I had lunch with a friend recently and we talked about a guy we both know (let’s call him Joe) who rapidly rose through the ranks at the university where he works. He went from an entry-level position to being a co-director of a unit within a year, and recently became the sole director of that unit. Joe’s co-director was a brilliant woman (let’s call her Jane) who had served faithfully at the university for years and years, was a solid manager, and was well-liked by pretty much everyone. But instead of her, Joe the wunderkind was made Jane’s superior in a unit they previously had supervised together. Joe’s a really nice guy (though not a very direct person), but there was no logical reason why he should have gotten the job over her other than that the Associate VP the whole unit reports to took Joe under his wing from the start. We talked about how often this kind of thing seems to happen, even in libraries, and how, in most cases we could think of, it was men who saw a meteoric career rise.

And in cases where we could think of women who had meteoric career trajectories, it was usually a result of having a powerful male mentor or champion. Look at Sheryl Sandberg. Without Larry Summers, would she have achieved all she did? He set her up in many ways for her later successes. Of course there are great female mentors and champions out there, but it’s unusual to see them giving their proteges anything other than good advice and access to their network. The only mentors in the OLA Mentoring Program that I’m aware of having directly hired their mentees were men and research studies have suggested that male mentors are more likely to provide more concrete support and promotion.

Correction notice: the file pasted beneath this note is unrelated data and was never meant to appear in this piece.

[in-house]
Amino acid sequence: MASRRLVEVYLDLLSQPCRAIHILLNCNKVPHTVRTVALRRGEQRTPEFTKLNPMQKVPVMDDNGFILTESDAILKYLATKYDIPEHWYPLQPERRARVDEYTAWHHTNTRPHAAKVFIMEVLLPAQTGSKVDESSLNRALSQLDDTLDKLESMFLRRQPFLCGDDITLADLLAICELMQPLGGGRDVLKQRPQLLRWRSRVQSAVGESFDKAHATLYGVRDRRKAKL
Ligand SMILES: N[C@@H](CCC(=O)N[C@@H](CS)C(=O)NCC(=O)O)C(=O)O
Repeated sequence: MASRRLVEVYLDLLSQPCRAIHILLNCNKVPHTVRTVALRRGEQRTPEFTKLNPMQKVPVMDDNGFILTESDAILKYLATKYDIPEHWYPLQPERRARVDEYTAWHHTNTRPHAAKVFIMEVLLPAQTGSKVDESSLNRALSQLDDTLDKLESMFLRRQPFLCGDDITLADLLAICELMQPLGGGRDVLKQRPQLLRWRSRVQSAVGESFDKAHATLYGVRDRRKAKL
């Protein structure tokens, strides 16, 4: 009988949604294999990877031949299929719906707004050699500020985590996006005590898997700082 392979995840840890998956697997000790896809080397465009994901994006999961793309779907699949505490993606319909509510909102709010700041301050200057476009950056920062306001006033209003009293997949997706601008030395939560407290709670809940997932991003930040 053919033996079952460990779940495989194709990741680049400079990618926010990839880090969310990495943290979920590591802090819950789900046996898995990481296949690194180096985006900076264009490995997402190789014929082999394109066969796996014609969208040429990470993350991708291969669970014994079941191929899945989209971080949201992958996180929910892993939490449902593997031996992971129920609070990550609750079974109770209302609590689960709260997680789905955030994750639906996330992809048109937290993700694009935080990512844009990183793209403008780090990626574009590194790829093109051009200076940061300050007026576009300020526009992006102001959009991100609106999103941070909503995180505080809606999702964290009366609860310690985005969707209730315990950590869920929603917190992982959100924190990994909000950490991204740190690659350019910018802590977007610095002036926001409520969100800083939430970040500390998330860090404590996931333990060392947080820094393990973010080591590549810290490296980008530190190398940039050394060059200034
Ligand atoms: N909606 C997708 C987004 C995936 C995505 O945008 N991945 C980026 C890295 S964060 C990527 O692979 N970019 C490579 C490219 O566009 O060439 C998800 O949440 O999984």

Of course a lot of this is anecdote, but I can’t tell you how often I’ve heard stories like the one I mentioned from women in our profession. And the data backs up the notion that men have an easier time climbing the ladder, even in our female dominated profession. According to Jessica Olin and Michelle Millet’s terrific Lead Pipe article “Gendered Expectations for Leadership in Libraries,” men make up only about 20% of our profession, yet they represent up around 40% of all ARL library directors (which was a significant drop actually!). They also cite a Harvard Business Review blog post which suggested that “manifestations of hubris — often masked as charisma or charm — are commonly mistaken for leadership potential, and that these occur much more frequently in men than in women.” They go on to describe the characteristics of effective leaders and how those characteristics more frequently occur in women than men. It made me wonder: Do we have an archetype of a library leader/manager and are those characteristics more common in men than women? I think we do. And I think, as Jessica and Michelle suggest, we often punish female leaders for not fitting that mold (or complaining that they’re too aggressive if they do).